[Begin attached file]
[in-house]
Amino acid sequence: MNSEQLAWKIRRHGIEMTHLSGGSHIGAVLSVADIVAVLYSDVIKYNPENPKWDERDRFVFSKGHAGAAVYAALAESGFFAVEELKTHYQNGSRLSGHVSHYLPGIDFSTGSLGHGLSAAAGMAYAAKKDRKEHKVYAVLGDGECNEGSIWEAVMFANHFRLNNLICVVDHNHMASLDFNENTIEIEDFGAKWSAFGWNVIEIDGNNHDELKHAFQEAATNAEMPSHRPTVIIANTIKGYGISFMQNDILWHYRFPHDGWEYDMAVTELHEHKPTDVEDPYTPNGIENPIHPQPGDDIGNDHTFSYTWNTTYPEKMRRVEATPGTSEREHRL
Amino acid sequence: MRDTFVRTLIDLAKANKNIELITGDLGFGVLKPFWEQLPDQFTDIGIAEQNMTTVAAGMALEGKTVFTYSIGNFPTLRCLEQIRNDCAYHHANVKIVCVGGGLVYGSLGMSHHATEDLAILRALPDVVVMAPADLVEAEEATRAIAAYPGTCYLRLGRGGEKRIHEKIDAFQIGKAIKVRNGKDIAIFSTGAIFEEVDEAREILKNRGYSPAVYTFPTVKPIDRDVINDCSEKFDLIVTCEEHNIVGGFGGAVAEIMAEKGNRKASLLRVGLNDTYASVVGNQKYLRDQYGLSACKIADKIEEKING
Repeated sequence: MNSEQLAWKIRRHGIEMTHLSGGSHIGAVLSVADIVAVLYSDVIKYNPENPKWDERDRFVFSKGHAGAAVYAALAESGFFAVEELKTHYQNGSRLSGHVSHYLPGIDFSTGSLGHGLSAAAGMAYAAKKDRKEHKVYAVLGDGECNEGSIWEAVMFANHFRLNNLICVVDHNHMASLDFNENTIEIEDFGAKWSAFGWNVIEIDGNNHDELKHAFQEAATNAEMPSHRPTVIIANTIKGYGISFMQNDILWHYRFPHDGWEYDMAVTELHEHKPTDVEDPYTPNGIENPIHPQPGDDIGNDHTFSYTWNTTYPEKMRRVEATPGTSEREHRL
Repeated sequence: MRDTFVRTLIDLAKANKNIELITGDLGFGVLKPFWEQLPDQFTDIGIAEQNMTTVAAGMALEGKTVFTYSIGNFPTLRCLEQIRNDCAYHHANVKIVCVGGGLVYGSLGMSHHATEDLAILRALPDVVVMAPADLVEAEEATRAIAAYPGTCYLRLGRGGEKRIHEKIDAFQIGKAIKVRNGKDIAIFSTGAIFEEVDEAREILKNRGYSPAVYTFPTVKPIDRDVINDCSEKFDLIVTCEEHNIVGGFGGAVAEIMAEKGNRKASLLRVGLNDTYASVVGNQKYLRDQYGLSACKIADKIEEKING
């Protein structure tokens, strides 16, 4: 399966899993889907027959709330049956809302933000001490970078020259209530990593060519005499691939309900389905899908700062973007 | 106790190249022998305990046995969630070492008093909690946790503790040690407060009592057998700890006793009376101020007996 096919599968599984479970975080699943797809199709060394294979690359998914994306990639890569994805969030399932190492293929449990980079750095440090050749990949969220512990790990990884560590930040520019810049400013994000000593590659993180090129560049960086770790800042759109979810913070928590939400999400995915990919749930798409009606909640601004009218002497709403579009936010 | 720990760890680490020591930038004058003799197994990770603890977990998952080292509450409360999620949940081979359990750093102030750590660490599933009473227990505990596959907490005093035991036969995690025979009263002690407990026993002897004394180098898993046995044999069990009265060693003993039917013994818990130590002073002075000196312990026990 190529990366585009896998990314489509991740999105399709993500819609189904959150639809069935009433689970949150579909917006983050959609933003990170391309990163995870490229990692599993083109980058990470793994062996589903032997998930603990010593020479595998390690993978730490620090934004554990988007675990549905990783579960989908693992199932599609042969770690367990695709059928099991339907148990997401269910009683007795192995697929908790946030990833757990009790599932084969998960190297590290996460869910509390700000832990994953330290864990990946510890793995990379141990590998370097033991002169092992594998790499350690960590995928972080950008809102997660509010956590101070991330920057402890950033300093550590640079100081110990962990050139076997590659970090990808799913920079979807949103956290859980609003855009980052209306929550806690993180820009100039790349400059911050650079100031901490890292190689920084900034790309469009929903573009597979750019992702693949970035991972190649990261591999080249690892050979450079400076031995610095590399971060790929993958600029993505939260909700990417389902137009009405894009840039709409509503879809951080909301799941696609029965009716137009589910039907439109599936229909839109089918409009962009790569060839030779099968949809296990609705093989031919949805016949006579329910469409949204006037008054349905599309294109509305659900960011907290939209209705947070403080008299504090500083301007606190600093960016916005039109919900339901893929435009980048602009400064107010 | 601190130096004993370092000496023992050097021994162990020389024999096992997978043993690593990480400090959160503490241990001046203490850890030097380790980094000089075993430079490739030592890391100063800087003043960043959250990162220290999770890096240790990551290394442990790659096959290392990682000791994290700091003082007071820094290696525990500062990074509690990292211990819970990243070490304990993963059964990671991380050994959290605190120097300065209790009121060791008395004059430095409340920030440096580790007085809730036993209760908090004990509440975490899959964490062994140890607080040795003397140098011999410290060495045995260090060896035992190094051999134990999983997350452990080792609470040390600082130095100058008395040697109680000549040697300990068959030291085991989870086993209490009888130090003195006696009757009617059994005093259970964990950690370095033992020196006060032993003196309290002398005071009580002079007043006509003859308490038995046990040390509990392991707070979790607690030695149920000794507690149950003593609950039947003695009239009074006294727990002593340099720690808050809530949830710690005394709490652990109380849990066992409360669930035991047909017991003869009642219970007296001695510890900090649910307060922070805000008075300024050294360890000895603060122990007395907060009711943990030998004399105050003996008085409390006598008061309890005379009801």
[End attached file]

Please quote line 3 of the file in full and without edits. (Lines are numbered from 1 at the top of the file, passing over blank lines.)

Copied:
Amino acid sequence: MRDTFVRTLIDLAKANKNIELITGDLGFGVLKPFWEQLPDQFTDIGIAEQNMTTVAAGMALEGKTVFTYSIGNFPTLRCLEQIRNDCAYHHANVKIVCVGGGLVYGSLGMSHHATEDLAILRALPDVVVMAPADLVEAEEATRAIAAYPGTCYLRLGRGGEKRIHEKIDAFQIGKAIKVRNGKDIAIFSTGAIFEEVDEAREILKNRGYSPAVYTFPTVKPIDRDVINDCSEKFDLIVTCEEHNIVGGFGGAVAEIMAEKGNRKASLLRVGLNDTYASVVGNQKYLRDQYGLSACKIADKIEEKING